Ansel Adams, surely the most famous of American photographers, produced a body of work that has had an enormous impact on Americans’ self-image. His pictures of the vast landscapes of the American West have influenced the way we (white people, at least, and maybe this is true across the board) think about what it means to be an American. We belong to a spacious land–even when we live in cramped cities–a land of challenge and grandeur that both humbles and uplifts. Adams’ photographs are the classic evocations of America as a place where a pure and awesome Nature remains the wellspring of our character–even while we sully and diminish Nature constantly to suit our slothful convenience.
Like many things that become classics in the age of mass-reproduction, Adams’ images have been so popularized as to lose some of their impact. Posters, cards, calendars–they are everywhere. You may think you know enough about Ansel Adams, that you’ve seen those images. After all, how different can a poster be from the photograph? And we know those Western landscapes–we see them all the time in TV commercials for SUVs. Sure, the West still symbolizes freedom and wide-open spaces, but now images of those spaces are used to make money, not to communicate reverence or spirituality. They are corrupted with cynicism and irony and traffic now, so what’s the big deal about these old photographs?
Unless you’ve seen the original photographic prints made by Adams, you don’t know his work. And if you don’t know his work, or that of his predecessors and his contemporaries, you are missing a key component of our visual history. The posters have nothing on the real thing, as a visit to the current exhibition at the North Carolina Museum of Art so clearly shows. Walking into In Praise of Nature: Ansel Adams and Photographers of the American West, you enter an irony-free zone where the artists’ love and awe for their subject matter rolls over you like a cleansing stream.
These classic images could also be called classical. What does classical mean in art? It refers to the high cultural achievements of the Greco-Roman world, but taken more broadly, classical denotes the refined, meaning-laden, essential elements of a culture, presented cohesively so that those defining elements will endure, forming and informing the people down through time. When we think of the classical, our first thought is often of columns. But as renowned scholar of African and African-American art Robert Farris Thompson pointed out recently in a lecture at Duke, a great deal of American, especially Southern, culture comes from the classical civilization of the Bakongo of central Africa. Much has been made of “our Judeo-Christian heritage,” but the truth is, that’s just one fragment of American culture. Our culture is as African as it is European. And it’s just as much Native Indian. So here we are, eating our cornbread and gumbo against a backdrop of Corinthian columns. And behind them, in the classical America in our minds, inland from the shining seas, beyond the waving fields of grain, there are always those mountains’ majesties.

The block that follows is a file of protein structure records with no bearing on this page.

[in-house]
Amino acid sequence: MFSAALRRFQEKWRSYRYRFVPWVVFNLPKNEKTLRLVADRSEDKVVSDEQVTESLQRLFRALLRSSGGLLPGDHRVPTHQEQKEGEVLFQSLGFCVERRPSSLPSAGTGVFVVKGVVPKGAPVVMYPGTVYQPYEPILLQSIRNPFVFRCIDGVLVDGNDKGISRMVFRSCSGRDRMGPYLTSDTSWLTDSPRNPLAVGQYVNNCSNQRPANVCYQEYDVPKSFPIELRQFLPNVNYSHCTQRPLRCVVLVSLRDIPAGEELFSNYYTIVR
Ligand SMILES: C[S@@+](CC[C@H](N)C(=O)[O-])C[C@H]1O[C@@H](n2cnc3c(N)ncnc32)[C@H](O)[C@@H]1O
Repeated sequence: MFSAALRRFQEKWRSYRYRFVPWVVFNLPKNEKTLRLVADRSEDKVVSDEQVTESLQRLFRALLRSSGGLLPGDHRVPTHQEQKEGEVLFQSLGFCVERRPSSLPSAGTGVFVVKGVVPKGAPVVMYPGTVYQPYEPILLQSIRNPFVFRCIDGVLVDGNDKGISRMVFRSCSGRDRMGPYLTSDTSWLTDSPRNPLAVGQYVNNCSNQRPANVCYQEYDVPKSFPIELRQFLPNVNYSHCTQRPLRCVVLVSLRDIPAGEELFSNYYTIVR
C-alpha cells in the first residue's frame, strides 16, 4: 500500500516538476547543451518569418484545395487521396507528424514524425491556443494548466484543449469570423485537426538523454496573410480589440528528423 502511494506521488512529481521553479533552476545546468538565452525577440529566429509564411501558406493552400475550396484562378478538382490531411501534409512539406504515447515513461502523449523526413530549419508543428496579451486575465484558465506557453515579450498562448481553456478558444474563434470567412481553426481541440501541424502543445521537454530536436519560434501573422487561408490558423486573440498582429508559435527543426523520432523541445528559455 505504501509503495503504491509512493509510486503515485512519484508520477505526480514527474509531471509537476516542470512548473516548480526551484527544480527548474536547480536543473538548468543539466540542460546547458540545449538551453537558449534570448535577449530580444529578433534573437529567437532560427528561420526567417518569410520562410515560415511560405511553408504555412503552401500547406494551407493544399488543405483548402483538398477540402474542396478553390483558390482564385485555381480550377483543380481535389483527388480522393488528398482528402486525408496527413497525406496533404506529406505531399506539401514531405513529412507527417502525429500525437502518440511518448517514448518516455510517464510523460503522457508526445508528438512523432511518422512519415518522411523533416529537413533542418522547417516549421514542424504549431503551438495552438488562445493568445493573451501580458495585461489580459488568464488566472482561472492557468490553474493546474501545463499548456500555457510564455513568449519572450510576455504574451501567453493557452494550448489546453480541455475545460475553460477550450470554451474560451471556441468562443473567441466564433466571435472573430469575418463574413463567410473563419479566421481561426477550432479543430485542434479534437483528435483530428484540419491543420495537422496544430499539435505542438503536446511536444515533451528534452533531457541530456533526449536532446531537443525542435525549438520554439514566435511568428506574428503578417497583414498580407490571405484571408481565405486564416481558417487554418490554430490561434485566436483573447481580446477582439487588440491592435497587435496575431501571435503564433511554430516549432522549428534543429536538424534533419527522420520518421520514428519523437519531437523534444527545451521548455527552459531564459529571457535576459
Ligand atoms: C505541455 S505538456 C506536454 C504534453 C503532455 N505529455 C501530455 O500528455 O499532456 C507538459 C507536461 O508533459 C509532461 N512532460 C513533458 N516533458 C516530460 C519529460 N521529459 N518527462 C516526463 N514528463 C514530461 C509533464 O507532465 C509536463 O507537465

Except perhaps for the 19th-century painter Thomas Moran, who, like some of the earlier photographers in this exhibition, accompanied the U.S. government surveyors who first mapped the Western territories, no one has shown us the West’s majestic mountains like Ansel Adams. Like Moran (three of whose tremendous paintings are on view indefinitely in the grand salon of the Renwick Gallery in Washington, D.C., and well worth a look), Adams understood how to convey the experience of seeing these huge landscapes within the confines of the small artwork. He shows us both the deep distance and the foreground; the bold forms of mountain, rock and trunk, and the delicate tracery of snow crystal, of lichen, of leaf. And he does all this with a technical grace that has to be seen to be believed. His whites are the brightest; his blacks are as dark as a mineshaft during a solar eclipse–and between he teases out a thousand shades of gray.
In Praise of Nature is a mini-retrospective of Adams’ work, covering 45 years of his career–from childhood on. We see him working through the technical and aesthetic levels until he reaches his own style, and we see that he never reaches a comfortable plateau. In many retrospectives, you can tell just when the artist quit growing and struggling–the last years’ works merely attempt to repeat past successes. But as the NCMA’s curator John Coffey points out, “With Adams, it’s uphill all the way. He keeps doing better work until the end of his life.” Adams became more and more attuned to the rhythms of nature, and ever more able to anticipate the moment when light, weather and landscape would come together to offer an astonishing image to his lens. In his darkroom he became a great master, intensifying the images so that they more truly resembled and conveyed what he had seen with his own eyes to people who would never gaze on the glorious backcountry for themselves.
In addition to surveying Adams’ life work, the exhibition puts it in context, with a number of images by the great early landscape photographers who so influenced Adams, and with even more images by Adams’ contemporaries, like Imogen Cunningham and both Edward and Brett Weston. There are beautiful pieces by all of them, and in some cases there are shots by Adams and another photographer of the same scene, and these illuminate the differences between them while emphasizing their shared modernity. But often you can see how Adams looked to past photography and other art to inform his own work. He saw his art as building on the traditions of the past; we see it now as one of the classical visual foundations of our national character.